Board of Education reviews school reopening process

April 12, 2021


Photo Courtesy of Montgomery County Public Schools Media

Incidents of hate speech occurred at both Walter Johnson high school and Sherwood high school.

On March 23, the Board of Education held a session to discuss and review the early phases of the Montgomery County school reopenings. The meeting was conducted in a semi-virtual format, with multiple board members on-site at the Carver Education Services Center.

Items of discussion included bus and meal schedules, instructional schedules, use of classrooms, staff vaccinations, and integration of the digital instructional program with the in-person program. The vaccine’s impact on county-wide six-foot social distancing requirements is still unknown, but board members confirmed its importance.

 “Last Thursday, invitations went out to staff. The goal is that every staff member has at least their first shot before they go back, and it’s up to the staff members whether to take advantage of that,” Superintendent Jack Smith said.

The county has set up new equipment for hot food distribution systems in underserved locations with high poverty rates, including Rockville housing, Middlebrew mobile, Shady Grove Middle School, Southlake, New Hampshire estates, Wheaton Woods, Harmony Hills, and Green Castle Summer. In the first weeks of reopening, sites have been able to provide warm meals to students. Vegetarian, allergy-friendly, and ready-to-go packaged lunches are available daily. “Simultaneously standing up a rapid transportation and food service system has been challenging,” Associate Superintendent of Operations Essie McGuire said.

CDC data indicates that public health metrics are improving, and the rate of community coronavirus cases has dropped from the red category, high risk of transmission, to the orange category.

“All the guidelines that are being shared by the CDC are still dependent upon maintaining other measures — everybody wearing their masks, washing their hands, cleaning frequently touched services,” Board Member Lynne Harris said. I know we all want to shove the masks away and go out and enjoy the beautiful weather, but [we] need to be vigilant. The better we maintain our vigilance, the more we will be able to… get our schools open. Do not relax your standards.” Harris also proposed utilizing outdoor spaces as venues for students participating in the performance arts.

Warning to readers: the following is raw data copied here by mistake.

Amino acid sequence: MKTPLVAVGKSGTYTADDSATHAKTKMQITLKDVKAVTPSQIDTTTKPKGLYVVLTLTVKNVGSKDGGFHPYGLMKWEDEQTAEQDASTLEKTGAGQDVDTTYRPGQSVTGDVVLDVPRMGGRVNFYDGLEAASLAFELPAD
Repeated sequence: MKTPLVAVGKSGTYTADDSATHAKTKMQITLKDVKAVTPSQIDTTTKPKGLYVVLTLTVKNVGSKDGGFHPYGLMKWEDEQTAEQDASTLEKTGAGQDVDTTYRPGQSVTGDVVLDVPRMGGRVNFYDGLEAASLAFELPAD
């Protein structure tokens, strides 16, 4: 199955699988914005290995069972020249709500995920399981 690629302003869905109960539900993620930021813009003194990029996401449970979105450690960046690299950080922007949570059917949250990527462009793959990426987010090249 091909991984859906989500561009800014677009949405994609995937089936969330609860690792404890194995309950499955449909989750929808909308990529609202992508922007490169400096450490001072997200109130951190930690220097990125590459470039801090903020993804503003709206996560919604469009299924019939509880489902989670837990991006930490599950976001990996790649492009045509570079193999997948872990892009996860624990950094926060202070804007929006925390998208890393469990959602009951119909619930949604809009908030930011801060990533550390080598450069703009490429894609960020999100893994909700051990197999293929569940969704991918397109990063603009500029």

Superintendent Smith proceeded to play a video explaining the logistics of in-person schooling. There are three types of learning — simultaneous learning, direct learning, and support instruction. In a simultaneous model, virtual and in-person learners attend the same class at the same time and interact with one another using digital tools like Chromebooks and Zoom. In direct learning, teachers are physically present in the classroom and use traditional classroom tools like books and paper. Support instruction is a modified version of simultaneous instruction, where the teacher instructs virtually while another educator is present in the classroom to supervise the lesson. The three types are interchangeable and can vary between classes and schools.

Tivinia Nelson, principal of Strathmore Elementary School, described and reflected on the school’s reopening experience. Students returned on March 15 and 75 percent of the community remained virtual. Strathmore ES utilized a teacher driven design, with dismissal and hallway transitions based on processes from prior years. “There were some things that worked and some things that did not. I would call it a success, and it was really a great change to see so many of our students, their faces, in the hallways,” Principal Nelson said.

“We will continue to work through [this pandemic], introducing thousands more students into the school buildings. I realize the clock is ticking,” Superintendent Jack Smith said.


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